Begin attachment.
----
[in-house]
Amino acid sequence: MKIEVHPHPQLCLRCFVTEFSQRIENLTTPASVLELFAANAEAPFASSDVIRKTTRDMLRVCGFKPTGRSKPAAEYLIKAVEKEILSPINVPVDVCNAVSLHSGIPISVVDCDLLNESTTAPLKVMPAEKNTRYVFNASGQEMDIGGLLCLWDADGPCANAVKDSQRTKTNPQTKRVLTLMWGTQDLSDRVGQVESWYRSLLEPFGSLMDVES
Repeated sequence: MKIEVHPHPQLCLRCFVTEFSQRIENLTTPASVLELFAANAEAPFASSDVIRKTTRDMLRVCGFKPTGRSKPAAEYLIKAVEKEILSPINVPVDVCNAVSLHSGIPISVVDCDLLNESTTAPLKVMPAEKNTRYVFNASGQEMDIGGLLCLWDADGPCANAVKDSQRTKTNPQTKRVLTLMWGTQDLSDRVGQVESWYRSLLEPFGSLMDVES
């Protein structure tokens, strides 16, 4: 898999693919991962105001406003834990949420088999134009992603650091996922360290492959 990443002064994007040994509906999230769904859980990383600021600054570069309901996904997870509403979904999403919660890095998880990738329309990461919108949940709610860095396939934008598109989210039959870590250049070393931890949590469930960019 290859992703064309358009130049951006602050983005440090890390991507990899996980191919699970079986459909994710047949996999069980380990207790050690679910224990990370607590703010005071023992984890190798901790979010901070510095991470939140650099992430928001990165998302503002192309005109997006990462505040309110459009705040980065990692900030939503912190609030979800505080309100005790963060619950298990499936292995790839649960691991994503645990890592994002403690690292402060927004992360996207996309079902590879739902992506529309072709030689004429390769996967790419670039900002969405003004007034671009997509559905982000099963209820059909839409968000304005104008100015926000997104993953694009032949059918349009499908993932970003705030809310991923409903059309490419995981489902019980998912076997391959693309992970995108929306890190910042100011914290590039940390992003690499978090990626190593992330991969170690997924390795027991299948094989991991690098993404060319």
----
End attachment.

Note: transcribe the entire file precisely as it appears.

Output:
[in-house]
Amino acid sequence: MKIEVHPHPQLCLRCFVTEFSQRIENLTTPASVLELFAANAEAPFASSDVIRKTTRDMLRVCGFKPTGRSKPAAEYLIKAVEKEILSPINVPVDVCNAVSLHSGIPISVVDCDLLNESTTAPLKVMPAEKNTRYVFNASGQEMDIGGLLCLWDADGPCANAVKDSQRTKTNPQTKRVLTLMWGTQDLSDRVGQVESWYRSLLEPFGSLMDVES
Repeated sequence: MKIEVHPHPQLCLRCFVTEFSQRIENLTTPASVLELFAANAEAPFASSDVIRKTTRDMLRVCGFKPTGRSKPAAEYLIKAVEKEILSPINVPVDVCNAVSLHSGIPISVVDCDLLNESTTAPLKVMPAEKNTRYVFNASGQEMDIGGLLCLWDADGPCANAVKDSQRTKTNPQTKRVLTLMWGTQDLSDRVGQVESWYRSLLEPFGSLMDVES
């Protein structure tokens, strides 16, 4: 898999693919991962105001406003834990949420088999134009992603650091996922360290492959 990443002064994007040994509906999230769904859980990383600021600054570069309901996904997870509403979904999403919660890095998880990738329309990461919108949940709610860095396939934008598109989210039959870590250049070393931890949590469930960019 290859992703064309358009130049951006602050983005440090890390991507990899996980191919699970079986459909994710047949996999069980380990207790050690679910224990990370607590703010005071023992984890190798901790979010901070510095991470939140650099992430928001990165998302503002192309005109997006990462505040309110459009705040980065990692900030939503912190609030979800505080309100005790963060619950298990499936292995790839649960691991994503645990890592994002403690690292402060927004992360996207996309079902590879739902992506529309072709030689004429390769996967790419670039900002969405003004007034671009997509559905982000099963209820059909839409968000304005104008100015926000997104993953694009032949059918349009499908993932970003705030809310991923409903059309490419995981489902019980998912076997391959693309992970995108929306890190910042100011914290590039940390992003690499978090990626190593992330991969170690997924390795027991299948094989991991690098993404060319």